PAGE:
• EPA Method 320 -Vapour Phase Organic and Inorganic Emissions by FTIR (extractive)
  • EPA Method 321 - Determination of HCl for Portland Cement Industries
  • EPA Protocol for Extractive FTIR for Analysis of Gas Emissions
  • NIOSH Method 3800 - Organic and Inorganic gases by Extractive FTIR Spectrometry
  • ASTM D6348 - 03 Standard Test Method for Determination of Gaseous Compounds by Extractive Direct Interface Fourier Transform Infrared (FTIR) Spectroscopy>

How FTIR Works:

Due to the fact that chemical bonds absorb infrared energy at specific frequencies (or wavelengths), the basic structure of compounds can be determined by the spectral locations of their IR absorptions. The plot of a compound's IR transmission vs. frequency is its "fingerprint" that can be compared to reference spectra to identify the material. FTIR spectrometers offer speed and sensitivity impossible to achieve with older wavelength-dispersive instruments. This capability allows rapid analysis of micro-samples down to the nanogram level is some cases, making the FTIR unmatched as a problem-solving tool in organic analysis.

Fourier Transform Infrared Spectroscopy is preferred over Dispersive or Filter Methods of Infrared Spectral Analysis for several reasons:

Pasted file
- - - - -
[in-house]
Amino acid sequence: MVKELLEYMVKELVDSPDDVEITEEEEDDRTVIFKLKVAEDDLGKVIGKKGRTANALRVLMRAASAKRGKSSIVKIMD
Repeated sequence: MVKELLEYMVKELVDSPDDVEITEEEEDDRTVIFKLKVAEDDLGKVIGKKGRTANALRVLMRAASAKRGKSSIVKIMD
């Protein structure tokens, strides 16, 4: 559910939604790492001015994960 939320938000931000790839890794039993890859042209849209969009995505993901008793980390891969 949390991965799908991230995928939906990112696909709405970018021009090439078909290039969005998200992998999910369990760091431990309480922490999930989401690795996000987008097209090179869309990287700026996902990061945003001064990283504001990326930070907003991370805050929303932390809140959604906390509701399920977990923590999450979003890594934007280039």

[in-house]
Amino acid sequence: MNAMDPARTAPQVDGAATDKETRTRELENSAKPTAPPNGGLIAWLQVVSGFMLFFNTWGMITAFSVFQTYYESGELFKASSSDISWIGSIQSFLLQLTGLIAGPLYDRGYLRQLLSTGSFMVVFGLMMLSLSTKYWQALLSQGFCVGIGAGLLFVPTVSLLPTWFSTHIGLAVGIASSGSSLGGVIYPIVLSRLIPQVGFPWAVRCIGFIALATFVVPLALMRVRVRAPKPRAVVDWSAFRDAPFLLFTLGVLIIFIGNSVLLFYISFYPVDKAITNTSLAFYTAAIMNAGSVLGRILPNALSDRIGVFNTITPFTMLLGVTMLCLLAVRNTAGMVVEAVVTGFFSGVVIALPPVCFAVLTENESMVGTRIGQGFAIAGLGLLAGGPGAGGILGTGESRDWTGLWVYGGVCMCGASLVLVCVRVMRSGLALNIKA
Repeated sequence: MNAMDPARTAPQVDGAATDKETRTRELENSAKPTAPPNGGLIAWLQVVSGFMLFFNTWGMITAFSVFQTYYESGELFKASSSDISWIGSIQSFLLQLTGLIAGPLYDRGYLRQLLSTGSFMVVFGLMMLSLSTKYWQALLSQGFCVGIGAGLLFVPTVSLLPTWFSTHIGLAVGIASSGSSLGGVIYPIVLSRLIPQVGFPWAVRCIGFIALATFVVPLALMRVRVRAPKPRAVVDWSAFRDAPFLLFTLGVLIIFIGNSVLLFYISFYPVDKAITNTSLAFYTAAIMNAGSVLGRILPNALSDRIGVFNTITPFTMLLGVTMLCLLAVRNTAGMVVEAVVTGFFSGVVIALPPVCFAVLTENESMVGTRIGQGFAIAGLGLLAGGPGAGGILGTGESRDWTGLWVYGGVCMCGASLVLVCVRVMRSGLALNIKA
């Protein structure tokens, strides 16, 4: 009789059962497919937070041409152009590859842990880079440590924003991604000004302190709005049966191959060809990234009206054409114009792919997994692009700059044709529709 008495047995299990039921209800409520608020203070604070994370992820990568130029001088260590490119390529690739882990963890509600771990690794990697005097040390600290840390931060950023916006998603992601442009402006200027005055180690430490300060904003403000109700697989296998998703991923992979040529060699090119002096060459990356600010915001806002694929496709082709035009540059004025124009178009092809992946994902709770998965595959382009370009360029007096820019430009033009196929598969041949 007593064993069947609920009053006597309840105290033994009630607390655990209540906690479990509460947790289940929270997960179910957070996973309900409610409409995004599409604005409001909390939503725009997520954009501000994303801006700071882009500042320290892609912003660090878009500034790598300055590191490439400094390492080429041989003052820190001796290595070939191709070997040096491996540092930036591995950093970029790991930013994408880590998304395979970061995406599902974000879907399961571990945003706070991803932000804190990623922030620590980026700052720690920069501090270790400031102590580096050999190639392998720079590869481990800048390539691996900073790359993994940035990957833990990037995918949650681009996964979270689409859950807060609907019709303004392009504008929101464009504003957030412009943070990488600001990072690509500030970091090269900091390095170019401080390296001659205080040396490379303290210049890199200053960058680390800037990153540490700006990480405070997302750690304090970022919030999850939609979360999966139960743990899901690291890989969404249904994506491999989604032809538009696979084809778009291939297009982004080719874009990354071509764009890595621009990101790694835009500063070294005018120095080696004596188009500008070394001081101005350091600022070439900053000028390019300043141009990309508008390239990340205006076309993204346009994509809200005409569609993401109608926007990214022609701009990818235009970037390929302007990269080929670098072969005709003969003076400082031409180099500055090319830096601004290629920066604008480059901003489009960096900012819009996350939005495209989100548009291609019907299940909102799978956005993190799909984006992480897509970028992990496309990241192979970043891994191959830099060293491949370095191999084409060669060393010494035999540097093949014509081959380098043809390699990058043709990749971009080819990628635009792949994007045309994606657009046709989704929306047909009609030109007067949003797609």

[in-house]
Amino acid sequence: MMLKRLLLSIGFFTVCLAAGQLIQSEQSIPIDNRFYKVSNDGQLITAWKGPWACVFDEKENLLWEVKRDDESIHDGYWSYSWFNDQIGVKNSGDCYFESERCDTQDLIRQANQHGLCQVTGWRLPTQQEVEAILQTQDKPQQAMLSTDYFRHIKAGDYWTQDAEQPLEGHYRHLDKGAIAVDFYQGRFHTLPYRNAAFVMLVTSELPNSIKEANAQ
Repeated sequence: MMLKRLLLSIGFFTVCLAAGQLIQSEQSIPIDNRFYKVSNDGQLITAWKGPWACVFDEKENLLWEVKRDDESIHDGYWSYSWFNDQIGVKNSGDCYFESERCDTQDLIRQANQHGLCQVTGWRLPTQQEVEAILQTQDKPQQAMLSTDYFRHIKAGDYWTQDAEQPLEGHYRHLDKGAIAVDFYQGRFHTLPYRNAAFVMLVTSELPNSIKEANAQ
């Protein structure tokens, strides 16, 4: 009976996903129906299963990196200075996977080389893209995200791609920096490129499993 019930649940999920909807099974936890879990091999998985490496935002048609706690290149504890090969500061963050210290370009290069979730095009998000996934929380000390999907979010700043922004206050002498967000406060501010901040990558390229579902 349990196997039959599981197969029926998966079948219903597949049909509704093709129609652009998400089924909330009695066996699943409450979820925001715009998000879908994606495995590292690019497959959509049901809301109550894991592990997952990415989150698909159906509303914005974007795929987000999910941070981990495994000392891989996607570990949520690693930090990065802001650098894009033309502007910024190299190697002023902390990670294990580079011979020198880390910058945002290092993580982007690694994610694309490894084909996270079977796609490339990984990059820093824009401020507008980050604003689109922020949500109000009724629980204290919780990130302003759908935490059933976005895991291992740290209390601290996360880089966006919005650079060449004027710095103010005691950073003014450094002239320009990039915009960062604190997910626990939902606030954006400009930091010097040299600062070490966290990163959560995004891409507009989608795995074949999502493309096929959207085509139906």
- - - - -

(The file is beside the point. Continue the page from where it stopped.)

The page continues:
• It is non-destructive
  • There are few sample constraints; solids, liquids and gases can be accommodated.
  • It provides a precise measurement method which requires no external calibration
  • Because all of the frequencies are measured simultaneously, most measurements by FTIR are made in a matter of seconds rather than several minutes.
  • It has greater optical throughput
  • Mechanical Simplicity: The moving mirror in the interferometer is the only continuously moving part in the instrument. Thus, there is very little possibility of mechanical breakdown.
  • Sensitivity is dramatically improved with FTIR for many reasons. The detectors employed are much more sensitive, the optical throughput is much higher (referred to as the Jacquinot Advantage) which results in much lower noise levels, and the fast scans enable the coaddition of several scans in order to reduce the random measurement noise to any desired level (referred to as signal averaging).
  • These instruments employ a HeNe laser as an internal wavelength calibration standard (referred to as the Connes Advantage). These instruments are self-calibrating and never need to be calibrated by the user.

Isokinetic Sampling